Two fishing buddies who located and pulled an 11-year-old boy from the frigid waters of Bangs Lake in Wauconda more than two years ago officially were recognized Wednesday for their heroic efforts.
“Whether or not you believe in divine intervention, there was something there,” said Scott Bellanger, who was fishing on a bass boat with Michael Graves on April 19, 2019, when heard screams from shore.
“We didn’t know what we were looking for,” Graves said. “We were just happy we were there.”
The pair were honored with lifesaving awards from Wauconda police as part of a long-delayed awards program. Several department members also were honored for milestones and actions dating to 2018.
But the rescue of Marcuis Montez – and the death of 9-year-old Geraldo Rodriguez, his friend and next-door neighbor – was an occurrence first responders never forget.
“This incident has never been easy for anyone to talk about,” Wauconda police Chief David Wermes said before the program at village hall. “Now is the time to recognize everybody and bring closure.”
Earlier on that Good Friday, April 19, 2019, Wermes said he noticed the whitecaps on Bangs Lake and what he described as horrible conditions. Hours later he would be back with scores of rescue personnel as part of a massive search for the younger boy, whose body wasn’t found until the next day.
Bellanger and Graves are fishing buddies and co-workers at the public works department in Arlington Heights. They were itching to get out for the first time of the season, despite the conditions.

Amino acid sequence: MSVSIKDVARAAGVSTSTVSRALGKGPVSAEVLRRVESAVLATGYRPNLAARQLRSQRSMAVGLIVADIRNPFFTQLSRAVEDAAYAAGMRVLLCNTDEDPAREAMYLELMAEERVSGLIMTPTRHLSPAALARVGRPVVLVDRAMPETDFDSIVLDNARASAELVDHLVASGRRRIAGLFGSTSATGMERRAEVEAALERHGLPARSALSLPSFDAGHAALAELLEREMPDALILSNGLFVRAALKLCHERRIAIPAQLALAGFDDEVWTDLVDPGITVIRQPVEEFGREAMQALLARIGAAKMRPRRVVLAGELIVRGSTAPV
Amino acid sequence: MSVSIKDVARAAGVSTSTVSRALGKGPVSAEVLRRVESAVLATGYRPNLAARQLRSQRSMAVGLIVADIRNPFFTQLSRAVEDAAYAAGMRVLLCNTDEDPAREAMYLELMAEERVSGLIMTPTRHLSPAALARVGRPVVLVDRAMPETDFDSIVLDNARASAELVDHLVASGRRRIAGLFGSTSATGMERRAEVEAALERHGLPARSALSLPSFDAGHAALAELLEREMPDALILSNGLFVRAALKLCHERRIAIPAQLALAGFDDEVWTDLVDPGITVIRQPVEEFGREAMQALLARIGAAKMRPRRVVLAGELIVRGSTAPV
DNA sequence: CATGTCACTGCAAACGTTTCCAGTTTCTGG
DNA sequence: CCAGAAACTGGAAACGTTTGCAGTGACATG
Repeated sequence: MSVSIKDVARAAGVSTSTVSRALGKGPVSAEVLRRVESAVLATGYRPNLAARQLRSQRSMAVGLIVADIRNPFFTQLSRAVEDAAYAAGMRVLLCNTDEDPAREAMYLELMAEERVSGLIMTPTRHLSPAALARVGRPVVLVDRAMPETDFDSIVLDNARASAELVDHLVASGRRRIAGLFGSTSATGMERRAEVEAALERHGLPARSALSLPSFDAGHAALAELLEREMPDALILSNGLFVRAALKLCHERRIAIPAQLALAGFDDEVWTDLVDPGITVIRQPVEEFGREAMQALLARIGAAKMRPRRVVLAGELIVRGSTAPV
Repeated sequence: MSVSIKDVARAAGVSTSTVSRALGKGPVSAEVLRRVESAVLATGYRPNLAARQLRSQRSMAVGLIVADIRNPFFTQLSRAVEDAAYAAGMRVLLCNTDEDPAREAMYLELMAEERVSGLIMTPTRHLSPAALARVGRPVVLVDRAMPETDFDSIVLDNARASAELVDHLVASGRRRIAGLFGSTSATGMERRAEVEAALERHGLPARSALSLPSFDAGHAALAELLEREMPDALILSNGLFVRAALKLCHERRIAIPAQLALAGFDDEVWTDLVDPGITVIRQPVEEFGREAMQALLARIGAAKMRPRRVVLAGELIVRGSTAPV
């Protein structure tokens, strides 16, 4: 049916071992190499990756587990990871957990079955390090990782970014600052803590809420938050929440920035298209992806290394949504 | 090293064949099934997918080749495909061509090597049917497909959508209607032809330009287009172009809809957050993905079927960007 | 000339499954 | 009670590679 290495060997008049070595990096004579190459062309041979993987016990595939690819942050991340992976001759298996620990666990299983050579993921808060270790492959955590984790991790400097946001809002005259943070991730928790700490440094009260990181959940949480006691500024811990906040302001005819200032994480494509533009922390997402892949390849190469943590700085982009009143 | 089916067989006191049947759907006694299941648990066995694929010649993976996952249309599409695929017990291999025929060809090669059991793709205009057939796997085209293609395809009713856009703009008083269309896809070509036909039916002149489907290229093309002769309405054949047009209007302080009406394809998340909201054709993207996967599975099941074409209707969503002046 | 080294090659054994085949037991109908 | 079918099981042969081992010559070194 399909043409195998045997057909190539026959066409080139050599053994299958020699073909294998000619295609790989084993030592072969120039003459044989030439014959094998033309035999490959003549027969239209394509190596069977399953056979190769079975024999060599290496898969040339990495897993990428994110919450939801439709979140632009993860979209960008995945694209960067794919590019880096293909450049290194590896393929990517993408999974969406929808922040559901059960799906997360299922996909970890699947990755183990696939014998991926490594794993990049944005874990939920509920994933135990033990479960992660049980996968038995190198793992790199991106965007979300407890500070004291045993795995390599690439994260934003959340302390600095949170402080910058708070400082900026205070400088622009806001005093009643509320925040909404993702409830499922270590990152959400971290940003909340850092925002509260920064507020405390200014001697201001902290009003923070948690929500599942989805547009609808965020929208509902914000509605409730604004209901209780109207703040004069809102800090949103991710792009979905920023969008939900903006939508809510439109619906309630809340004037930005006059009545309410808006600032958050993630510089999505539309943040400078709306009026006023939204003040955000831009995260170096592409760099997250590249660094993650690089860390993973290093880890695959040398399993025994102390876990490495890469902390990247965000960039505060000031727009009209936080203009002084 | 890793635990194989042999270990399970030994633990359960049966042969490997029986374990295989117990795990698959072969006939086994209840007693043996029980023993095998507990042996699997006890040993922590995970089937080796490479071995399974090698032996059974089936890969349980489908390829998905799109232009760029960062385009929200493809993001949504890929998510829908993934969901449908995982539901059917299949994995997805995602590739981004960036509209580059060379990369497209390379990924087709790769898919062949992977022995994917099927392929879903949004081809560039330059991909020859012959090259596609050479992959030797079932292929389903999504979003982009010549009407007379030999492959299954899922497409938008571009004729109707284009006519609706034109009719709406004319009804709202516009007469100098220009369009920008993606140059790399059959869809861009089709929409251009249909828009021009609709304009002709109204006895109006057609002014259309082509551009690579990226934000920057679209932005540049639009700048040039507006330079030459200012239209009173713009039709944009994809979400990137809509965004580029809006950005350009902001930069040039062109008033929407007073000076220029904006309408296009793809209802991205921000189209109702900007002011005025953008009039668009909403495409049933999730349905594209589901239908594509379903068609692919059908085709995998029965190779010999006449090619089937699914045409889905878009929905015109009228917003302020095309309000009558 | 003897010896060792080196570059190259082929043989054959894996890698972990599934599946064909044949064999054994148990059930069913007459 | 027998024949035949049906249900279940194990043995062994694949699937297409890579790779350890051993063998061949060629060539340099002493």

“I almost canceled,” said Graves, who lives in Wauconda and owns the bass boat. “It was rough out there.”
Theirs was the only fishing boat on the lake, but they hadn’t caught anything all day. They finally had some luck on a channel near the lake’s northwest corner when they heard screaming and yelling from the Lake View Villa Beach dock.
A witness said there were two kids in the water near an unoccupied boat. The pair had been on a paddleboat that was drifting away from the shore. They panicked and jumped into the water, Wermes said.
Bellanger and Graves said people were pointing toward an area a couple of hundred yards from the bass boat. By then the paddleboat had drifted away from the boys.
Graves sped toward the area and by chance nearly ran into Marcuis. A foot or two either way and they wouldn’t have found him, Bellanger said.
“That was a miracle in itself,” Wermes said.
Seeing only his face above water, the pair were able to trap Marcuis against the side of the boat and pull him on board by his pants. They rushed him to rescue personnel waiting on shore.
“I couldn’t feel my arms. I’m so grateful they were there in time,” Marcuis said after the awards presentation Wednesday. Now a 13-year-old eighth-grader at Wauconda Middle School, he attended the ceremony with his grandparents and sister.
It was the second time he met his rescuers after the fact. The first was a similar awards ceremony in Arlington Heights last year.
“If not for your vigilance, quick response and most importantly, your willingness to get involved, the victim’s life would have been lost,” according to the Wauconda award.